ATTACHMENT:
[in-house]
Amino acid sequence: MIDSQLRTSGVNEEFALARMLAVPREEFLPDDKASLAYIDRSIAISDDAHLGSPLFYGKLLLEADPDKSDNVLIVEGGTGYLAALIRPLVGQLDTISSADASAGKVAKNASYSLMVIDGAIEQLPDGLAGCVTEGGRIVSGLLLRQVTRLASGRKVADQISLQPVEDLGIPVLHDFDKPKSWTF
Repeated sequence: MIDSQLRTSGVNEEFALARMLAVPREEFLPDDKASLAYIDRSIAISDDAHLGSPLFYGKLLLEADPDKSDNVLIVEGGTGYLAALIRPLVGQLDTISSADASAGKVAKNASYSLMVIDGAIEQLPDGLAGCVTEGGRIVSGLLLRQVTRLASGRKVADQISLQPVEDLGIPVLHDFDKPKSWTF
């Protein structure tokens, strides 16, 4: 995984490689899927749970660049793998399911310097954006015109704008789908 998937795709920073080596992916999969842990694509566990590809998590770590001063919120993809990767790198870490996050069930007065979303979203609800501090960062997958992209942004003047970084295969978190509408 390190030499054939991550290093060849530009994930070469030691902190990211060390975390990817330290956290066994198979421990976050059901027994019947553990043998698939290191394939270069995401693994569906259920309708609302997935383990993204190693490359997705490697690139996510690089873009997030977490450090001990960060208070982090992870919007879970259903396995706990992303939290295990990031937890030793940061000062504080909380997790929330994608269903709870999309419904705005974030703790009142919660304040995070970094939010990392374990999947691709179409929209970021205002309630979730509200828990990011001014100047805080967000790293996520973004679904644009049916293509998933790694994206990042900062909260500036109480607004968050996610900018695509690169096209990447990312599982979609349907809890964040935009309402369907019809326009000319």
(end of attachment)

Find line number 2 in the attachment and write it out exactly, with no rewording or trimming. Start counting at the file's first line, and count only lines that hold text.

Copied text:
Amino acid sequence: MIDSQLRTSGVNEEFALARMLAVPREEFLPDDKASLAYIDRSIAISDDAHLGSPLFYGKLLLEADPDKSDNVLIVEGGTGYLAALIRPLVGQLDTISSADASAGKVAKNASYSLMVIDGAIEQLPDGLAGCVTEGGRIVSGLLLRQVTRLASGRKVADQISLQPVEDLGIPVLHDFDKPKSWTF